I mostly work with people focused on mental health recovery. These are people who have been diagnosed with severe mental illness but want to create a positive and purposeful life. I also work with older adults with dementia. Both of these groups represent the two ends of Art Therapy continuum I discussed above. With older people the artwork is for self-soothing and quality of life not for insight work. For people with severe mental illness, images are processed for deeper meaning and insight.
You’re active in the field and work with different local organizations. Will you describe what you do?
I have been running an art therapy group at Hope Community Center in Amelia for adults focused on mental wellness. The group has grown from ten people to about 20 people that meet every week. Each week there is a project that has some mental health recovery focus. Our most recent project focused on creating a work of art that shows the type of mark you want to leave on this world. We used bleeding tissue on canvas to create the base layers of the work and then the members use acrylic paint, sharpies, and other materials to build up the layers. I incorporate my work as a professor there by having four undergraduate interns who receive training and learn about mental health recovery throughout the semester.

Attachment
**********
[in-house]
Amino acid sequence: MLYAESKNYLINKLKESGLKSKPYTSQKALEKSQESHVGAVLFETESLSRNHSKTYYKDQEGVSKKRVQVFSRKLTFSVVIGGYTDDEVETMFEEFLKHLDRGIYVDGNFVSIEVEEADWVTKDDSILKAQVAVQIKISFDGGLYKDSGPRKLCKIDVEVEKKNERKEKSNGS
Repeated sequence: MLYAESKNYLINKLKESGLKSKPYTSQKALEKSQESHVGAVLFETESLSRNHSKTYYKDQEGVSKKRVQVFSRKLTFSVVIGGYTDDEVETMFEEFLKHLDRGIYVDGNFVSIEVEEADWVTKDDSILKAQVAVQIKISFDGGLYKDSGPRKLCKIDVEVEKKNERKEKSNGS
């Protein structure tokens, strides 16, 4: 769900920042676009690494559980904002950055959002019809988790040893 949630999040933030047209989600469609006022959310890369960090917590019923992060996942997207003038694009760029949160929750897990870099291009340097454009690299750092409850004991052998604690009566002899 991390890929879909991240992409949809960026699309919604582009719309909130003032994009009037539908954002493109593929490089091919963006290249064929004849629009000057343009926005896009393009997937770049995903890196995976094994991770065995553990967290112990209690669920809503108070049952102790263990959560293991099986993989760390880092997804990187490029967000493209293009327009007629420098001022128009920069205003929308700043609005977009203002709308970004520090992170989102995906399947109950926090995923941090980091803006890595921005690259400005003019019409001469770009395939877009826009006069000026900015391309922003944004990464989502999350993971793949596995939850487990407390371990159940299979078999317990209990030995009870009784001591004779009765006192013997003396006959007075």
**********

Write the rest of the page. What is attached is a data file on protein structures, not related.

At Marjorie P Lee Retirement Community I co-run a group with the program creator and art therapist, Janette Kempf. She’s been there for about 20 years. We have a group where residents are paired one-on-one with a student for an entire semester. Each week the residents complete different art projects and the students assist as needed. This type of work focuses more on companionship, using art as a soothing activity, and reducing the residents’ isolation. The program is based on Miami University’s Opening Minds Through Art.
Do you find art therapy to be more effective with particular clients?